Break week should be a break. With the increased focus schools now have on students and their mental health, schools schedule break weeks throughout the year to decrease stress levels and allow students to recuperate mentally before returning to the classroom. I have never understood the teacher who assigns a project for their students to complete during break week, undermining the very purpose of the week.
The same thinking applies to student-athletes and their athletic performance training. Well planned and executed exercise programs intentionally stress muscle groups and individual muscles in order to stimulate recovery and growth. Regularly scheduled breaks in a strength training regimen are good for recovery and ultimately, mental and physical health. The law of reversibility, during a detraining period of only one week, will not come into play. The athlete who worked so hard for the past 6 weeks to get his deadlift 3 rep max to 385 will still be able to perform that lift after a one-week break. Just like the math student who solved the algebraic equation correctly during his midterm prior to break can still solve the problem after break week.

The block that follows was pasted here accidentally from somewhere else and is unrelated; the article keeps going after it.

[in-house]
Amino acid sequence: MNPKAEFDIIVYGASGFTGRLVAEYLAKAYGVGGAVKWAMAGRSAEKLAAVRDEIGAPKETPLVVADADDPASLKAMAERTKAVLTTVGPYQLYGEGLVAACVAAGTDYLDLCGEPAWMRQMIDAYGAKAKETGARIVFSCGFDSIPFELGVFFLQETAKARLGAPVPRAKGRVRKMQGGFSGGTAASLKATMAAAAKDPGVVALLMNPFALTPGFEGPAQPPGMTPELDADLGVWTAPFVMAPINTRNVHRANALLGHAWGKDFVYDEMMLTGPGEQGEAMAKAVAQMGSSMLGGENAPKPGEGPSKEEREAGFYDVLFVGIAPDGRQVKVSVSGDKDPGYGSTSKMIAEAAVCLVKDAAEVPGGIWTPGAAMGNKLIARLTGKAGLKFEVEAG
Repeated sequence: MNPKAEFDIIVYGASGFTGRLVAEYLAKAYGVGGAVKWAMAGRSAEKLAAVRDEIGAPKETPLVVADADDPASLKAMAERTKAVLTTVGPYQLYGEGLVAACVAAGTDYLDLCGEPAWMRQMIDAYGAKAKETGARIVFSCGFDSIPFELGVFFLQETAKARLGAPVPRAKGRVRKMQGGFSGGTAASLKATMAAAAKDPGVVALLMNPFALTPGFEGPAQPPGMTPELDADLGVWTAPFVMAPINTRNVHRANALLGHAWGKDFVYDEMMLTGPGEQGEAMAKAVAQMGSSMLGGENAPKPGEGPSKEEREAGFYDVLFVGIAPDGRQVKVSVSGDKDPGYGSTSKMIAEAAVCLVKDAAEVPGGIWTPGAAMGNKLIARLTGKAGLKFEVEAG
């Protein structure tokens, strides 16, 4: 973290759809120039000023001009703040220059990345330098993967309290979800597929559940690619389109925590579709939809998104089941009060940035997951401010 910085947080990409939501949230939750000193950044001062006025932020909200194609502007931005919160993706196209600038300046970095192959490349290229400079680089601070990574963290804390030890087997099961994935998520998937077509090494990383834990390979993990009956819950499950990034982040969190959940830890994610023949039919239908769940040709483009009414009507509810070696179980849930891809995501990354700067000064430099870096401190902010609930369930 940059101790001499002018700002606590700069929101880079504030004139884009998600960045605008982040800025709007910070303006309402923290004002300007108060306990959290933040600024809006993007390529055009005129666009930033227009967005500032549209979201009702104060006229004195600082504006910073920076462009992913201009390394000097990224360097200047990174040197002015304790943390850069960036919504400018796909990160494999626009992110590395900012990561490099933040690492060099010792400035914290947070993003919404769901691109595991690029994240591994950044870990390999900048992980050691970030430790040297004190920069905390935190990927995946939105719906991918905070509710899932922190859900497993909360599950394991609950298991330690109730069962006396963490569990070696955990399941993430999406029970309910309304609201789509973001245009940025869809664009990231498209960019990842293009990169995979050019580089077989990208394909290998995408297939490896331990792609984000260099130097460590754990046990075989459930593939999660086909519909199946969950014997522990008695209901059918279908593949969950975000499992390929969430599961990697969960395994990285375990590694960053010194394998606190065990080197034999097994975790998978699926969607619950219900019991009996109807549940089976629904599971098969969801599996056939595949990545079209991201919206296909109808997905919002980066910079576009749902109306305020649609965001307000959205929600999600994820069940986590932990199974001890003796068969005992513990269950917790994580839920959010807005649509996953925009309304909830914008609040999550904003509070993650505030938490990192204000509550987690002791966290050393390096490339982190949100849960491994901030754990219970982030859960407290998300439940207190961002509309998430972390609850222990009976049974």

We think of our athletic performance training schedule as a football game. From the time we return from Holiday break until Winter break is the 1st quarter. From Winter to Spring break is the 2nd quarter. Spring break to graduation is the 3rd quarter and Summer is the 4th quarter. After each quarter of a football game there is a break. A time for players to catch their breath, to hydrate and to refocus. On several occasions we talked about the importance of “Half-time adjustments” and breaks from training give the body a similar opportunity to assess and adjust. No football coach would ever elect to go from the opening kickoff to the final play with no scheduled breaks. Players would burnout, performance levels would decline and goals would be harder to achieve. Take advantage of the breaks and come back as a stronger, more motivated student and athlete.
Coach Rich Alercio is available to discuss coaching philosophy, X’s & O’s, or teach his O-Line “techniques in the trenches.” Contact Coach at firstname.lastname@example.org and share http://www.olineskills.com with your colleagues and friends. Thanks for supporting this blog and joining our conversations, and as always, thanks for your time!